Latisse was originally discovered to be effective for growing eyelashes when eye doctors, who were using the drops to treat glaucoma, noticed that their patients were developing very long eyelashes. Thanks to their discovery, we now have a solution for sparse lashes – but is that solution right for you? Many of my patients and visitors to my website wonder the same thing. Here is how I answer some of their most common questions:
Is Latisse effective?
For most people, yes. Almost everyone who tries it notices an increase in length and sometimes an increase in thickness and darkness. But results take a month or two - and money:
- You need to use Latisse on your upper eyelids for at least 8-10 weeks to get full growth and thickening of the lashes.
- Latisse is not cheap: $ 150-170 for a small bottle, which the makers say will last you a month – but there are tricks to make it last longer (read below!)
How often do I apply it?
In the beginning, you need to use Latisse once a day. So, make it part of your regular daily routine. I suggest keeping it very handy, perhaps right next to your toothbrush or other daily skincare products.
If you miss a day, don’t try and play catch up the next day. You really only need 1 drop of product per day. Applying more will not cause the product to work any faster – it will just waste product and possibly cause irritation.
And please, have patience! Latisse does take a month or more to start working, so just keep using it every night and have faith, your results will come.
After 3 months, many people (like me) use it every other day instead. You won’t get quite as much growth though.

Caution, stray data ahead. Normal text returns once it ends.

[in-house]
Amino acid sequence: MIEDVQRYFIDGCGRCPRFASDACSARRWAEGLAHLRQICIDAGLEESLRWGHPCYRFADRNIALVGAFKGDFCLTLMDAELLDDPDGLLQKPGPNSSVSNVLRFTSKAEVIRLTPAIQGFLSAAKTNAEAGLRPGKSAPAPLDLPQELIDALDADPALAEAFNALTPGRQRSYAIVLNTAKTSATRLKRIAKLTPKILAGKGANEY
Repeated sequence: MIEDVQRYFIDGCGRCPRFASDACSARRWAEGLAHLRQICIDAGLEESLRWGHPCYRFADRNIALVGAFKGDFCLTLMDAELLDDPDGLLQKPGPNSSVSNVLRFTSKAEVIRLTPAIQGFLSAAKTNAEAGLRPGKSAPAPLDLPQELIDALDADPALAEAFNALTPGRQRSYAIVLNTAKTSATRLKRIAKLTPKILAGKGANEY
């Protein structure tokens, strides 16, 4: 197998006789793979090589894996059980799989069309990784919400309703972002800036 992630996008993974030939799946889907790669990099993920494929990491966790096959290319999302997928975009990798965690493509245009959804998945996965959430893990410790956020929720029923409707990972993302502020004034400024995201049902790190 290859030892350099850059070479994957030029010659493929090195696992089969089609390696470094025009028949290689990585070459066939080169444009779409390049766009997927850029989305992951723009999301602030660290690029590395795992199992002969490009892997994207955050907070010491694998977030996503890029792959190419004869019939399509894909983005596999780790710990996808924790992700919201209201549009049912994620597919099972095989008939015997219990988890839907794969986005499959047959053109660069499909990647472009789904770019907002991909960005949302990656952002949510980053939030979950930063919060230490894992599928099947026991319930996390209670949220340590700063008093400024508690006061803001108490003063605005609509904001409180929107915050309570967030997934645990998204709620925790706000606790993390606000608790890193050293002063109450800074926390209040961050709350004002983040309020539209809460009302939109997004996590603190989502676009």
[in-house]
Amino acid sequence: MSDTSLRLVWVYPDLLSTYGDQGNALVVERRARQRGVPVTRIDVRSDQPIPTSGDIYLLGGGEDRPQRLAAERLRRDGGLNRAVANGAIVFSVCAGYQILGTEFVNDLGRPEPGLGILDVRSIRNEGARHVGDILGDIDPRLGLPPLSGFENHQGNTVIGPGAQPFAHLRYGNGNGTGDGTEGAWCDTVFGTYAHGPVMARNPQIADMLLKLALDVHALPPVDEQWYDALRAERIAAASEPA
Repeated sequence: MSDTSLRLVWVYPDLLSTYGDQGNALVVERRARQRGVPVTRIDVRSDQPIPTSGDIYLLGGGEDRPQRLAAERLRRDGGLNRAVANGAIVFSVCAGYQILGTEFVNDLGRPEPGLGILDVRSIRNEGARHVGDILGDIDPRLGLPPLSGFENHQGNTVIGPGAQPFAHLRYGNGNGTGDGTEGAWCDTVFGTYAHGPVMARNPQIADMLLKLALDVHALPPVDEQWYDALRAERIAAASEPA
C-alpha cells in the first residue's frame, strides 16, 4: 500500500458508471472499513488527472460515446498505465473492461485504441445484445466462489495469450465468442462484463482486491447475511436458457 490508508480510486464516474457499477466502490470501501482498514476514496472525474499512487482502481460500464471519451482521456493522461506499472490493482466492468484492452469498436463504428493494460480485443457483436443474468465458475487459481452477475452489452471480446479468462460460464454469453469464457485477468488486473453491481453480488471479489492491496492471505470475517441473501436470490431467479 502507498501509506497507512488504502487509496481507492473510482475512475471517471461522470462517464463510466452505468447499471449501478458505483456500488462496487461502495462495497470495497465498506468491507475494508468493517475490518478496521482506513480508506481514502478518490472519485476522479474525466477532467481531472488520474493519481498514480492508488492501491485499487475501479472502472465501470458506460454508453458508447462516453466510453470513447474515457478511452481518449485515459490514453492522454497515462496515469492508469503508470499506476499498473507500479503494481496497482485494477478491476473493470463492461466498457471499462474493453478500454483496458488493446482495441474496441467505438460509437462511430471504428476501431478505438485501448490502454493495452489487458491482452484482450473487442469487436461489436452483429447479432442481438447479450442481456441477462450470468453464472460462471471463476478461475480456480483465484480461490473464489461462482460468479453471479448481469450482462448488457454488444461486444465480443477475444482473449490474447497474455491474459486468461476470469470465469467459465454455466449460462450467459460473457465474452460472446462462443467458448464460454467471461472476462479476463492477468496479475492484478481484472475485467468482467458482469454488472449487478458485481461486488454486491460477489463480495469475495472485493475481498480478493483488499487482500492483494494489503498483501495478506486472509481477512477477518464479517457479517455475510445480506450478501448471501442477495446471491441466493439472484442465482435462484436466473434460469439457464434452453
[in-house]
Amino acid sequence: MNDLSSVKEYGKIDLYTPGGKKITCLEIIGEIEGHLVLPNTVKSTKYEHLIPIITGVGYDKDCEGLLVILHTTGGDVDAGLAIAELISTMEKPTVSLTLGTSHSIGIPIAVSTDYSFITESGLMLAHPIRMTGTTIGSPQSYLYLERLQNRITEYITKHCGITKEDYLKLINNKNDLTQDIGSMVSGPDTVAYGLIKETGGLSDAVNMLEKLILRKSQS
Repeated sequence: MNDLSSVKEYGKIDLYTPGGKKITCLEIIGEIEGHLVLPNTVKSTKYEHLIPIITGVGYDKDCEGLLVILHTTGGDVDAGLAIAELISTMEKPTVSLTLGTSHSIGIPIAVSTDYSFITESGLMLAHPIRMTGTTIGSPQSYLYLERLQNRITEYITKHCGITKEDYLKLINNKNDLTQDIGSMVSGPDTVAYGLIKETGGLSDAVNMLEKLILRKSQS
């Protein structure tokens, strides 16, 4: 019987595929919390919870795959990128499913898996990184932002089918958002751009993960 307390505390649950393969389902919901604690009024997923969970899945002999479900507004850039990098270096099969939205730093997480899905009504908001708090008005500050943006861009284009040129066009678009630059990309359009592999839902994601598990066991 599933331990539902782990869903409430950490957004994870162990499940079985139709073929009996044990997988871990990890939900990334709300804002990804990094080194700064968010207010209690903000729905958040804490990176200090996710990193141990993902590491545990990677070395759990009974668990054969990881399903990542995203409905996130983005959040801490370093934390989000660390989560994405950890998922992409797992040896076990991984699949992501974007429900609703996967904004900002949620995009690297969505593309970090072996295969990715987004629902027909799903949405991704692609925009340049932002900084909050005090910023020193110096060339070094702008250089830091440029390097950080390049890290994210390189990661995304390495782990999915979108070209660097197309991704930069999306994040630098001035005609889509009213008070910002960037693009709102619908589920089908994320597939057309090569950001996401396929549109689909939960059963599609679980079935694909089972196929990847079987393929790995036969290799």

What is the best way to apply it to make it last longer?
To get the most out of your bottle of Latisse, many dermatologists suggest using the product slightly differently than outlined in the patient insert and on the Latisse website.
I instruct my patients to place 1 drop of Latisse directly onto a very tiny eyeliner brush, or into the cap of the bottle and dip the brush into the cap. Apply to the skin at the base of your upper lashes, like you would eyeliner – it should feel just slightly wet. If there is any dripping, you are putting too much on the brush. If the brush feels dry, re-dip it into the cap. One drop is usually enough to cover both eyes.
Unless you have an eye infection or irritation, you can also use 1 brush for both eyes. Just be sure to clean the brush with a little gentle dish washing liquid between uses, rinse and let it dry for sanitation purposes. Replace the brush about every 3-6 months, or immediately if you have a problem with your eyes or the eyelid skin (and call your doctor in this case, as well). Make sure you only put Latisse on the upper lash (NOT your lower lashes), and wipe off any excess product.
Should I use Latisse in the morning or evening?
You can use Latisse in the morning or the evening, whichever is more convenient for you. However, many people prefer to use it in the morning as it may stay in place better than putting it on at night and then rolling around on your pillow. If applying in the morning, first put on your eye cream and concealer, then Latisse, and after it is dry, apply any eyeliner.